Gay UncleToday is Super Gay Uncle Tuesday, the day my friend Brett Berk’s book, The Gay Uncle’s Guide to Parenting: Candid Counsel from the Depths of the Daycare Trenches, goes on sale and the perfect excuse to announce a book reading in L.A. next week. If you are in LA and want to be thoroughly entertained, I’ll see you there. Maybe we’ll go out for drinks or something after.

Thursday, March 13, 7:30 p.m.
A Different Light Bookstore
8853 Santa Monica Blvd.
West Hollywood, CA 90069

There is a website and a blog for the book, www.gayunclesguide.com. As Brett writes, “Of course, no one cares about this in the least…Feel free to take a peek yourself as well. You can read my press clips and my dorky third-person postings, as well as find out about all the glamorous local morning radio shows I’ll be appearing on over the next couple weeks, talking to the likes of “Colleen and the Boys” and “Tommy and Rumble” during a.m. drive time.

About the author

Rabbi Yonah

10 Comments

  • Don’t know what this has to do with Judaism.

    Here’s a question for the Rabbi: 500,000 simultaneously logged onto the Internet to watch Oprah live last night. That’s only 100,000 short of the number of people at Har Sinai?

    What is will be the role of interactive Internet broadcasting in the heralding in of Mashiach?

    Discuss.

  • According to (some) Jewish tradition, Steve. ๐Ÿ˜‰

    Science (not those, ahemm, rather suspicious sites on population growth since Adam & Eve) suggests a smaller total world population (given the then “known” world) for that period of time. Besides, I’m not sure whether people back then even had a concept of such high numbers.

    More on Mount Sinai…

  • Take it easy, Chutzpah. Yonah is one of the most open and open-minded individuals I’ve met and this can be seen in his work, projects and life.

  • Chutzpah – I don’t spend much time worrying about the age of Moshiach, logins, or internet broadcasting. Sorry, I can’t be of much help on that one.

  • Just saying that if Moshiach comes on Shabbos in the form of an internet broadcast, alot of Orthodox Jews won’t know about it until they rush through Havdalah to get to their computers.

  • Froylein:
    Besides, Iรขโ‚ฌโ„ขm not sure whether people back then even had a concept of such high numbers.
    – – – – – – – – – – – – – – – –
    … estimates of the workforce needed to build the pyramids and other ancient structures – masons, ship and transport crews, and assembly crews – easily reach these numbers. Trade and shipping records from Babylon, Phoenicia, and Egypt – and the writing/symbol systems used to record them – easily reach these numbers.

    Modern Jews love to trumpet Jewish smarts… then in order to justify their “revisions” of the tradition, conveniently act as if those smarts just happened to kick in in recently.

    The ancients were just as clever as we are. If anything, their world was larger and deeper than that of most MTV viewers.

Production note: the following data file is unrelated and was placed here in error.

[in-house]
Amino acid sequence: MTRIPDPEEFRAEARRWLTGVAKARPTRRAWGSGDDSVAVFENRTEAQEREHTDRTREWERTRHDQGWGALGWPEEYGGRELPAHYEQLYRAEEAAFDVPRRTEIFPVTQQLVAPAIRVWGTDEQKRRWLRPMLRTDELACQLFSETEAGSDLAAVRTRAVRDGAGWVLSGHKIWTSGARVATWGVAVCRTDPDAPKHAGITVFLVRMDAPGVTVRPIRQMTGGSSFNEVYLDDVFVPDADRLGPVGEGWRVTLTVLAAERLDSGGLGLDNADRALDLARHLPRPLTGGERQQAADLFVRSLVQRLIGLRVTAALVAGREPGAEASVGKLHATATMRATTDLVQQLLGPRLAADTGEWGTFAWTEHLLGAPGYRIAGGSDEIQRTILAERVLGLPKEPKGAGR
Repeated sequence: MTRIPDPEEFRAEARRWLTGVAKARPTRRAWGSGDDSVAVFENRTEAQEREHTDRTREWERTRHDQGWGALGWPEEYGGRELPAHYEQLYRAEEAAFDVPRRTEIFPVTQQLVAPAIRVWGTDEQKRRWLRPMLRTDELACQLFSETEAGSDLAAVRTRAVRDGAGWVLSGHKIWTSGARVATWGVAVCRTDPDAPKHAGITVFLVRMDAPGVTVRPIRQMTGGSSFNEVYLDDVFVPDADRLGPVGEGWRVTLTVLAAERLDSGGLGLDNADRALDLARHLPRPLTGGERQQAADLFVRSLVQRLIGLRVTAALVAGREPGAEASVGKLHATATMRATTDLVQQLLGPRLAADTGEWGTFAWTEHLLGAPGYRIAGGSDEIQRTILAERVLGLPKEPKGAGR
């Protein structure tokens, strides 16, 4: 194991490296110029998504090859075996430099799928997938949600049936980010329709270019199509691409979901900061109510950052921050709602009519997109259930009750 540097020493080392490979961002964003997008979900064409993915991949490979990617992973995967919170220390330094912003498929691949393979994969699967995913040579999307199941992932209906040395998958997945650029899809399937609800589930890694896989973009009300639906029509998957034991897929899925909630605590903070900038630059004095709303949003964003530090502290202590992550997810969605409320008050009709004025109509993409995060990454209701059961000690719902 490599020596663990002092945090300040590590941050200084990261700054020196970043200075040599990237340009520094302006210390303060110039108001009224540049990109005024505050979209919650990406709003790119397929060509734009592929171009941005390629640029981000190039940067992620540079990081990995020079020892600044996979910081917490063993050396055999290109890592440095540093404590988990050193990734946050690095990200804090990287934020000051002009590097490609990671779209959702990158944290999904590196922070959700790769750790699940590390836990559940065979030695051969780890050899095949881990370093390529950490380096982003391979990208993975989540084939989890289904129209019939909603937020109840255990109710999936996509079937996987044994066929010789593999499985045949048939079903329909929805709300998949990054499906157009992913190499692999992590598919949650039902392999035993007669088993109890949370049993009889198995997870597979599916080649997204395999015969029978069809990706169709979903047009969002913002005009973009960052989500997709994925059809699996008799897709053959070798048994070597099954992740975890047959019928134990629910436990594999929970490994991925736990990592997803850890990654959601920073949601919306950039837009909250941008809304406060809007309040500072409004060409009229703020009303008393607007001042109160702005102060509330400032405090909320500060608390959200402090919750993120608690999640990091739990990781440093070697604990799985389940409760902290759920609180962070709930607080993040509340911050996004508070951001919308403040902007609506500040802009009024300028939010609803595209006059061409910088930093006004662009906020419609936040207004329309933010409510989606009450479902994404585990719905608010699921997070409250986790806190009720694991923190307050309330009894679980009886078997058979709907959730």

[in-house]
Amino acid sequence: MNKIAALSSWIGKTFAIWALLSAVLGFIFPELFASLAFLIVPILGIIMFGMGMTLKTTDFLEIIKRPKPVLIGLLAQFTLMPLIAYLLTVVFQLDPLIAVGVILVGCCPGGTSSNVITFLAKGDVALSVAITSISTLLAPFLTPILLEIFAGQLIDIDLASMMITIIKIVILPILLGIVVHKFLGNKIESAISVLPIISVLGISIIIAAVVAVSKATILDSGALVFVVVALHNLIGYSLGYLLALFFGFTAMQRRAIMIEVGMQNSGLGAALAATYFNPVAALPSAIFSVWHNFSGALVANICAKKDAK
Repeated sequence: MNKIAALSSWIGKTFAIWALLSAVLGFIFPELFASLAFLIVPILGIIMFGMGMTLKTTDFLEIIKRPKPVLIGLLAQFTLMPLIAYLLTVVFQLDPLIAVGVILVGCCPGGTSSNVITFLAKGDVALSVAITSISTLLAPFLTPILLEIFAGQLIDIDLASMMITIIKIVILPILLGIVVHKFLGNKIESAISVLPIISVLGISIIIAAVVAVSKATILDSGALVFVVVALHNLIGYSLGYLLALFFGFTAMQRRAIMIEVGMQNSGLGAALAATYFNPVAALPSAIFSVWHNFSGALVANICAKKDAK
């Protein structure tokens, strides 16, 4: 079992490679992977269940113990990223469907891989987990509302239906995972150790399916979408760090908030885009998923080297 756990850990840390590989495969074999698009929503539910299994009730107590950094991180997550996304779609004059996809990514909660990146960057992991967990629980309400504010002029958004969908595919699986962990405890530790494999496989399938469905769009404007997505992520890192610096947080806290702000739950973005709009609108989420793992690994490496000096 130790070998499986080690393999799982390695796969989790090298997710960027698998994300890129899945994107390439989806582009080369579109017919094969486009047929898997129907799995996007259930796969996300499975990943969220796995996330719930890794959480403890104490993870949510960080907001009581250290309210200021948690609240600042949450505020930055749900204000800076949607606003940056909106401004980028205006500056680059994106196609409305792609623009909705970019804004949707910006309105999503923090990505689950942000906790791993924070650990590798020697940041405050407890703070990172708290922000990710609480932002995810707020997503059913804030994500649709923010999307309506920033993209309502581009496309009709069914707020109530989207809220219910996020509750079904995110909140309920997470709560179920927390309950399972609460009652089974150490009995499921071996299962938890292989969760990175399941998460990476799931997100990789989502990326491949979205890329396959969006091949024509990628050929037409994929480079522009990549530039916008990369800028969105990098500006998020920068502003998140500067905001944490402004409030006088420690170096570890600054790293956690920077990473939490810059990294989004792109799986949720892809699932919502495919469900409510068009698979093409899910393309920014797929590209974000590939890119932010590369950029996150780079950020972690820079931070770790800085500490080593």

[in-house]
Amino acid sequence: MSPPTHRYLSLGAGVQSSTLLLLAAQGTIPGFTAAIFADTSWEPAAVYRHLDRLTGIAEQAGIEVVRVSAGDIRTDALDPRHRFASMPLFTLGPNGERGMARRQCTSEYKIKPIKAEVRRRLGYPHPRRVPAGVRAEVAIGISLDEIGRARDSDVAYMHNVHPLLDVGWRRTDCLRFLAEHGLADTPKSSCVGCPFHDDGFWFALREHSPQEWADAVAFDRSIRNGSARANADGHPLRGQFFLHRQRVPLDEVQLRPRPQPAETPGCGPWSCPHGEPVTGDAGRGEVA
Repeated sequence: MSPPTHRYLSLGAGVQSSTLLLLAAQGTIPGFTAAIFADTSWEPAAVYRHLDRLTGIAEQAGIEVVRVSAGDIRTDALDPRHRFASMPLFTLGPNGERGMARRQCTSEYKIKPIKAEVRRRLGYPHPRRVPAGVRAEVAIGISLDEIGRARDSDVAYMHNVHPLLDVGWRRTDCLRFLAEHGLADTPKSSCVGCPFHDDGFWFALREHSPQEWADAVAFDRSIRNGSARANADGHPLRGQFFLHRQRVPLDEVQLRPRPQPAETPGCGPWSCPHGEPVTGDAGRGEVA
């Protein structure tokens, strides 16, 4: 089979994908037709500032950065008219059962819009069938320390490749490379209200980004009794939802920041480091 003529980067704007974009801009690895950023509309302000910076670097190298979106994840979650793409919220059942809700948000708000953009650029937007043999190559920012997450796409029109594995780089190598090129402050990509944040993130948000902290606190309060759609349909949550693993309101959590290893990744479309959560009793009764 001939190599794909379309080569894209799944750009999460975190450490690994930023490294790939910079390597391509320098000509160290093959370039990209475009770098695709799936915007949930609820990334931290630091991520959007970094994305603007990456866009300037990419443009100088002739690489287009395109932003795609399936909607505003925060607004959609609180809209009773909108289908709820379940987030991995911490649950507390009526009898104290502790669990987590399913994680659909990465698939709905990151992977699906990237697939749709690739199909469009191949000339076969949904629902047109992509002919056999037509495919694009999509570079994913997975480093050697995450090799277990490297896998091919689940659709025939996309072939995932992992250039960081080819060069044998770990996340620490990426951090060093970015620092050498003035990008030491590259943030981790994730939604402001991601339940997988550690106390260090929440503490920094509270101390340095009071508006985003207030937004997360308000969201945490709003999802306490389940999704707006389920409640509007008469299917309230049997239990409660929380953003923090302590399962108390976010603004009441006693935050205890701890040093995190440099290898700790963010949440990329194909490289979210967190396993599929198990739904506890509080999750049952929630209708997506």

• Ben-David, I don’t own a TV set – by choice. More recent archaeological findings show that the people working on the pyramids had not been slaves – it was considered an honour to contribute to their construction, so people took years of leave from work (and often were “paid” with food for their contributions). Also, it could be proven that the pyramids, in contrast to earlier assumptions, were not made of stones carved somewhere far off, but that they already mastered the art of making “stones” just as bricks are made, so building the pyramids took considerably less workforce than used to be assumed. A funny side note, men and women were emancipated in Ancient Egypt.
    Babylonians and Egyptians indeed invented writing for the sake of keeping track of production and storage in agriculture, but we definitely do not know if everybody was alphabetised or if the art of writing and reading was confined to certain groups.
    Problem with Egyptian histography is that Egyptians generally did not document unfavourable events, so the only account of the Israelite “slaves” are biblical ones*, and the clashes within the reports clearly show that it’s not a document tracking actual history we’ve got at hand but religiously inspired writings that – in full oriental narrative tradition – would provide a story to back the intention of the narrative. Trying to approach oriental scriptures by Western standards, i.e. taking everything for face value, definitely ignores the cultural background such scriptures stem from. Numbers have got symbolic value.

    *An exegesis professor of mine, a deeply religious man, used to say that in a time of likely economic shortages, the Egyptians probably cared as much about the Israelites’ leaving as most US Americans would care if 1,000 Mexican illegal immigrants returned to Mexico.

  • My thoughts on posting my original comment was that Kiruv organizations always assert that the Revelation at Sinai was the only religious event that was witnesses by so many at the same time; whereas, revelations by the Divine in other religions occured with only a handful of actual witnesses, for example any “miracles” that happened to Mohammed, Jesus, Budda.

    If 500,000 women tell their children that they witnessed a “revelation” on the internet live in 2008 and their children tell their children, it’s possible that in as little as one hundred years from now Jewish Orthodox groups will not be able make the claim to being the only group that had so many live witnesses to a relgious event…

Leave a Comment